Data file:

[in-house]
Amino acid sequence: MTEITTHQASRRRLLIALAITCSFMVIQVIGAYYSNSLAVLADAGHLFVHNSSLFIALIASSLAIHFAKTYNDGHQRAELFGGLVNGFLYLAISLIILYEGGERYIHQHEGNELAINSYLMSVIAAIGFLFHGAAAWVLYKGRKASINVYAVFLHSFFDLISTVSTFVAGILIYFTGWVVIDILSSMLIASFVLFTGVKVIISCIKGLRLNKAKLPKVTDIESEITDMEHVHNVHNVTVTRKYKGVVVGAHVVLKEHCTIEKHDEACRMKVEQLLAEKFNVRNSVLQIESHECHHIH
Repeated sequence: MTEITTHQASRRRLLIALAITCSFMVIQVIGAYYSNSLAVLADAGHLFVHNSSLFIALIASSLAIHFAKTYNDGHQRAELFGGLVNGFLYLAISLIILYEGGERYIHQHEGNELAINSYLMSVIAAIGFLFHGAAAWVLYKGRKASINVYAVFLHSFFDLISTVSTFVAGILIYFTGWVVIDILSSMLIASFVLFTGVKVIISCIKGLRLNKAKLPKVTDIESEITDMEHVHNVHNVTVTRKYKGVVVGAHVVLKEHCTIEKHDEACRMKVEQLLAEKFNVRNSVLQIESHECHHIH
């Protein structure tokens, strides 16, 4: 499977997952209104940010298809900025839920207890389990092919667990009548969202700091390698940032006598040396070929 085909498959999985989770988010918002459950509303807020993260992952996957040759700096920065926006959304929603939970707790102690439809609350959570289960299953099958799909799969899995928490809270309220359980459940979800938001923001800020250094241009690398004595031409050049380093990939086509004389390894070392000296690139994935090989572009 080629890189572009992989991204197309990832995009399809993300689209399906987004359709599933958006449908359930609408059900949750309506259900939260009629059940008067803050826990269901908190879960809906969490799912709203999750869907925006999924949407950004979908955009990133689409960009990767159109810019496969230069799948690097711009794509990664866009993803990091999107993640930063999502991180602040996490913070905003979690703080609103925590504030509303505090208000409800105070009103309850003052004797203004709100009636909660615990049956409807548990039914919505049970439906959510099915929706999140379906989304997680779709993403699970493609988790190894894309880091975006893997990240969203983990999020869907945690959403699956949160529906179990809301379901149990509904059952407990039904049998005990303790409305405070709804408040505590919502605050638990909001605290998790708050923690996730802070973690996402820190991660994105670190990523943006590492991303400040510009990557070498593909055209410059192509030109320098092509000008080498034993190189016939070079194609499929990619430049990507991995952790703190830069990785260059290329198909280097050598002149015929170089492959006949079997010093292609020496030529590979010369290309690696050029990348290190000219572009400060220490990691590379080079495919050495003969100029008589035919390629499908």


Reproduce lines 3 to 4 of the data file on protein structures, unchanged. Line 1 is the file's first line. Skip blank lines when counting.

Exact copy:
Repeated sequence: MTEITTHQASRRRLLIALAITCSFMVIQVIGAYYSNSLAVLADAGHLFVHNSSLFIALIASSLAIHFAKTYNDGHQRAELFGGLVNGFLYLAISLIILYEGGERYIHQHEGNELAINSYLMSVIAAIGFLFHGAAAWVLYKGRKASINVYAVFLHSFFDLISTVSTFVAGILIYFTGWVVIDILSSMLIASFVLFTGVKVIISCIKGLRLNKAKLPKVTDIESEITDMEHVHNVHNVTVTRKYKGVVVGAHVVLKEHCTIEKHDEACRMKVEQLLAEKFNVRNSVLQIESHECHHIH
């Protein structure tokens, strides 16, 4: 499977997952209104940010298809900025839920207890389990092919667990009548969202700091390698940032006598040396070929 085909498959999985989770988010918002459950509303807020993260992952996957040759700096920065926006959304929603939970707790102690439809609350959570289960299953099958799909799969899995928490809270309220359980459940979800938001923001800020250094241009690398004595031409050049380093990939086509004389390894070392000296690139994935090989572009 080629890189572009992989991204197309990832995009399809993300689209399906987004359709599933958006449908359930609408059900949750309506259900939260009629059940008067803050826990269901908190879960809906969490799912709203999750869907925006999924949407950004979908955009990133689409960009990767159109810019496969230069799948690097711009794509990664866009993803990091999107993640930063999502991180602040996490913070905003979690703080609103925590504030509303505090208000409800105070009103309850003052004797203004709100009636909660615990049956409807548990039914919505049970439906959510099915929706999140379906989304997680779709993403699970493609988790190894894309880091975006893997990240969203983990999020869907945690959403699956949160529906179990809301379901149990509904059952407990039904049998005990303790409305405070709804408040505590919502605050638990909001605290998790708050923690996730802070973690996402820190991660994105670190990523943006590492991303400040510009990557070498593909055209410059192509030109320098092509000008080498034993190189016939070079194609499929990619430049990507991995952790703190830069990785260059290329198909280097050598002149015929170089492959006949079997010093292609020496030529590979010369290309690696050029990348290190000219572009400060220490990691590379080079495919050495003969100029008589035919390629499908």